Rojo: Ok even I will agree to that. If Salazar had him go to a Monza-type track with three pacemakers for 30k (not even hopping in and out) and the ran the first half in 63:30 with the goal of running 2:06:59, of course he’d almost certainly do that. But we are talking about the real world. There aren’t any rabbits in Chicago anymore, so what do you think Rupp will run this year? 

Wejo: There was an interesting thread on the forums last week “Fastest non-rabbited marathon times” and it pointed out 2:06 races are super rare in non-rabbited, non-wind-aided races. But I think that largely may be because the best runners in the world rarely get together on a flat course and go for a fast time without rabbits in good weather. Geoffrey Mutai ran an incredible 2:05:06 in New York in 2011 (that may be the best marathon ever) and Sammy Wanjiru ran 2:06:32 in the heat of Beijing so clearly fast times are possible without rabbits when the best in the world get together and get after it. 

I have no idea how they ran so slow (2:11) last year as it wasn’t hot in Chicago (they ran 2:09 in warmer conditions in 2015), but if they come through in close to 1:05, I think for sure they’ll run 2:08 or better. 

Rojo: I agree. Rupp should be able to run 2:08 even in less than ideal weather. The weather forecast for Sunday in Chicago is certainly warmer than ideal – low of 60 and high of 77 – but that’s much better than what he had in Rio when it was 72 degrees at the start and raining. I imagine he’ll run the whole thing on Sunday in 60-degree temps but the hourly forecast won’t be out for another 36 hours or so.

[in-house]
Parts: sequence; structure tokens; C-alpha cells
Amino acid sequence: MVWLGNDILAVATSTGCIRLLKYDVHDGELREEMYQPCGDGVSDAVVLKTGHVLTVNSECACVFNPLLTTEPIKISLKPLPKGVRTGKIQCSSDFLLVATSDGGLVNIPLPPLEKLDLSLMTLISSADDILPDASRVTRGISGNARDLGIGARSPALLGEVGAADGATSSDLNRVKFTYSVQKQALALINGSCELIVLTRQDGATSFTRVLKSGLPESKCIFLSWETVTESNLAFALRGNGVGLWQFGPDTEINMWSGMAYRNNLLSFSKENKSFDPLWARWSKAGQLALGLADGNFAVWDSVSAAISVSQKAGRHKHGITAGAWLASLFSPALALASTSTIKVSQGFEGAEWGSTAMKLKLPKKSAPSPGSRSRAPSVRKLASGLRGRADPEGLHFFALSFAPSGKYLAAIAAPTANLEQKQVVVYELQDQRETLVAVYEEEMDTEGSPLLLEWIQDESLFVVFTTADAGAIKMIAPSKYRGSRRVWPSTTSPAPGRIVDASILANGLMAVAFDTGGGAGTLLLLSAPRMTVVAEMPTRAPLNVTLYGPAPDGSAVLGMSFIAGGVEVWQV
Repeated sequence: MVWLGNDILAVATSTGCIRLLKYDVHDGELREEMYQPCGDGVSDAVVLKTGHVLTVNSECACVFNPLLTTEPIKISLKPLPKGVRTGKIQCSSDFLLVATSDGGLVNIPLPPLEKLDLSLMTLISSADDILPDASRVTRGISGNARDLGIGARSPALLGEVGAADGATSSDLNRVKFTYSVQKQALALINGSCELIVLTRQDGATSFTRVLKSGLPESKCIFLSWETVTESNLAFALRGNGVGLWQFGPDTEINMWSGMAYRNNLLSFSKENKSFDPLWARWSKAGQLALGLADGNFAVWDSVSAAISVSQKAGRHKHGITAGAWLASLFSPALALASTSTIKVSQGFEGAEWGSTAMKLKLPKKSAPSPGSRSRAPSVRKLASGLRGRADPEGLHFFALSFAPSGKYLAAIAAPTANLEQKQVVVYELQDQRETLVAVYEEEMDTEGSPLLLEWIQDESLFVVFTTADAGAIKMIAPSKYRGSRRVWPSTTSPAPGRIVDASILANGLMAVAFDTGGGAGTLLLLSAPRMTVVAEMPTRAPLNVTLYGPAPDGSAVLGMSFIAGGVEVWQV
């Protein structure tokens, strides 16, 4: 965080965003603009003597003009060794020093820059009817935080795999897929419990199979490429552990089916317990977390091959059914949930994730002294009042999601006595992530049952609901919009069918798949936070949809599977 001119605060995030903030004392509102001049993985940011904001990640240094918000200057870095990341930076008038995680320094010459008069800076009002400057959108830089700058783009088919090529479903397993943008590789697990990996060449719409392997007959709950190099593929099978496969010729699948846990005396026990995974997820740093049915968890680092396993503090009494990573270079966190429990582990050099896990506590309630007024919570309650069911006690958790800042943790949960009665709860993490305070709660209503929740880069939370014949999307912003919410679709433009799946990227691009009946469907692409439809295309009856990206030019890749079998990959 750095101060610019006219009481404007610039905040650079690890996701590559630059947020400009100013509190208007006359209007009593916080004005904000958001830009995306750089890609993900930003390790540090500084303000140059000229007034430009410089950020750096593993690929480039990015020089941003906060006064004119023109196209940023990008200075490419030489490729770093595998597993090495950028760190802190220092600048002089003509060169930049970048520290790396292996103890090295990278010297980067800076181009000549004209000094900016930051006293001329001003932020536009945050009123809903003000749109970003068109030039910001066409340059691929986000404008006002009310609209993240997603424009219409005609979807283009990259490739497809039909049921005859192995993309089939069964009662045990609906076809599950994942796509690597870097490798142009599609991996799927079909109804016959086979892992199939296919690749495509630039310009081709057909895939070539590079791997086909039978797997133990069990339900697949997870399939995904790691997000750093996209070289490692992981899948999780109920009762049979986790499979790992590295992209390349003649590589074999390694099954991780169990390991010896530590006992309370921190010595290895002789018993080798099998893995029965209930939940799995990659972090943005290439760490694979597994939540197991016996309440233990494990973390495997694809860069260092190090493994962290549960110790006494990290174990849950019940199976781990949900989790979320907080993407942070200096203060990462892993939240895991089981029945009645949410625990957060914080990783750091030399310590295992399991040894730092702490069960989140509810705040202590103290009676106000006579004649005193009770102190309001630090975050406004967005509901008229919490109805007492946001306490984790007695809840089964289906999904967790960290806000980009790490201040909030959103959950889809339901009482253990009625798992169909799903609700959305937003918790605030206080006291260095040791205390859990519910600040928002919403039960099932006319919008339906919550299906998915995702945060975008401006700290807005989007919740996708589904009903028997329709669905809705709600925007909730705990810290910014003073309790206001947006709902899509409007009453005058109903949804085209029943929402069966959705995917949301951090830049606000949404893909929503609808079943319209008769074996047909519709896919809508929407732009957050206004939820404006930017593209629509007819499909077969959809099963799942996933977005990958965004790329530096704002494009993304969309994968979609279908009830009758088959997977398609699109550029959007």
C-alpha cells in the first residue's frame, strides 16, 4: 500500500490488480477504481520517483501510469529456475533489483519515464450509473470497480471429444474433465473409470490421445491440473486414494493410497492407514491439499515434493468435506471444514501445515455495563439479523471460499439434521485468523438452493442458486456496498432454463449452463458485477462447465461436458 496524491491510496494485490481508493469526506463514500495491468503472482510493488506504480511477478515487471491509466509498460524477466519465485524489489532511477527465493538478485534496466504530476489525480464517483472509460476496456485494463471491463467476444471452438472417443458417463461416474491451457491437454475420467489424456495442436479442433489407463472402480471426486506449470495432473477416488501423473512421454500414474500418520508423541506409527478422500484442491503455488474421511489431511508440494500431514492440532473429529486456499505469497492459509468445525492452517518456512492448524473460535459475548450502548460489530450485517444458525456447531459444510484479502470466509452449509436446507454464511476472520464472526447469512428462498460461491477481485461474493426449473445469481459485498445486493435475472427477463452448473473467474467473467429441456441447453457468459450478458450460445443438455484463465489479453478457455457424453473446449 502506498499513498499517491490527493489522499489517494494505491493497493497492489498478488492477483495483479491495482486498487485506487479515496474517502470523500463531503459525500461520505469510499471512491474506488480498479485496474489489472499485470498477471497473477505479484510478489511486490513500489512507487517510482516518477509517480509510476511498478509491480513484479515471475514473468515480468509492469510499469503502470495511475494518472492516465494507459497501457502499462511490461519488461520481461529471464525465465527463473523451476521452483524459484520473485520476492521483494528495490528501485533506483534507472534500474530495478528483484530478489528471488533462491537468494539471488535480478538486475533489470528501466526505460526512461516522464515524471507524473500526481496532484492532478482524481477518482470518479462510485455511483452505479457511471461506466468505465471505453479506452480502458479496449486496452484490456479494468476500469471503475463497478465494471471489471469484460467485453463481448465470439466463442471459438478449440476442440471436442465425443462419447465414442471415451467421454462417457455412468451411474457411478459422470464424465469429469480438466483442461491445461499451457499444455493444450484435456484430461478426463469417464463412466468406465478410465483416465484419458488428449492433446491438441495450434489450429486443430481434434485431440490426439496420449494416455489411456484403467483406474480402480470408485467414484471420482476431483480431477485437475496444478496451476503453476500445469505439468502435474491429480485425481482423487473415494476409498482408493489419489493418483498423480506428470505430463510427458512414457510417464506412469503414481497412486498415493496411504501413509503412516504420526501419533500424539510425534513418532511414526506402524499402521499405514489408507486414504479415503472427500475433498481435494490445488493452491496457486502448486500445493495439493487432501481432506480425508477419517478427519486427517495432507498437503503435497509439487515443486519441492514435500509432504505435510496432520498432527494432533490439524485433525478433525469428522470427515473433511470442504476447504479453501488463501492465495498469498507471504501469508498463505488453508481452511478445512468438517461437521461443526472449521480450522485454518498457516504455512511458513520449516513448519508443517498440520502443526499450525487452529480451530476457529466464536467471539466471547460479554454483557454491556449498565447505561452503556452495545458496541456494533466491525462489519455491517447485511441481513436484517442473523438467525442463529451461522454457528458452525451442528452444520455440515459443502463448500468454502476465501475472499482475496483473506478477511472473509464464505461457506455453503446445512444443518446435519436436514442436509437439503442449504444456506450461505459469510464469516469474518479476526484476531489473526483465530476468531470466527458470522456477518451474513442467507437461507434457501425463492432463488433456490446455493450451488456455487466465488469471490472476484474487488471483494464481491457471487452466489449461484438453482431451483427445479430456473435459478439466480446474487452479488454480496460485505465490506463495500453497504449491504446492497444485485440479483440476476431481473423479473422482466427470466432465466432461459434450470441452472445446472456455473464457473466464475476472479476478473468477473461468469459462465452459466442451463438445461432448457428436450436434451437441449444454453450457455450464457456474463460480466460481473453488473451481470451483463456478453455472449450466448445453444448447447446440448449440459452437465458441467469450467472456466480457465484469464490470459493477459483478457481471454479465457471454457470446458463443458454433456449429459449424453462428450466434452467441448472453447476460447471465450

Wejo: A high of 77 is not good for fast times. The high in 2015 was 79 and they only ran 2:09 that year, but this year’s field is better in my opinion. The hotter the better for Galen in terms of his competitiveness for the winm as he is the best prepared runner to run in the heat in the world. 

Rojo: Ok, let’s end this ‘debate’ by agreeing. I think the worse the conditions, the greater are Rupp’s chances for victory. And I think we should hold off on making formal predictions for time until we get the actual hourly forecast.  

For the record, I think Rupp should be capable of running a 2:06 in the marathon, but it’s not a guarantee. Meb was a great marathoner – but only a great championship-style marathoner. Over the last decade, I’ve said repeatedly it’s stupid to doubt Galen Rupp on anything but it doesn’t mean I’m a ‘Rupp hater’ if I say it’s certainly not a guarantee that he’ll run 2:05 – faster than any non-African in history – before he retires. 

What do you think of Galen Rupp as a marathoner? Discuss here: Is Galen Rupp a 2:05 Guy? Wejo, Rojo and You Debate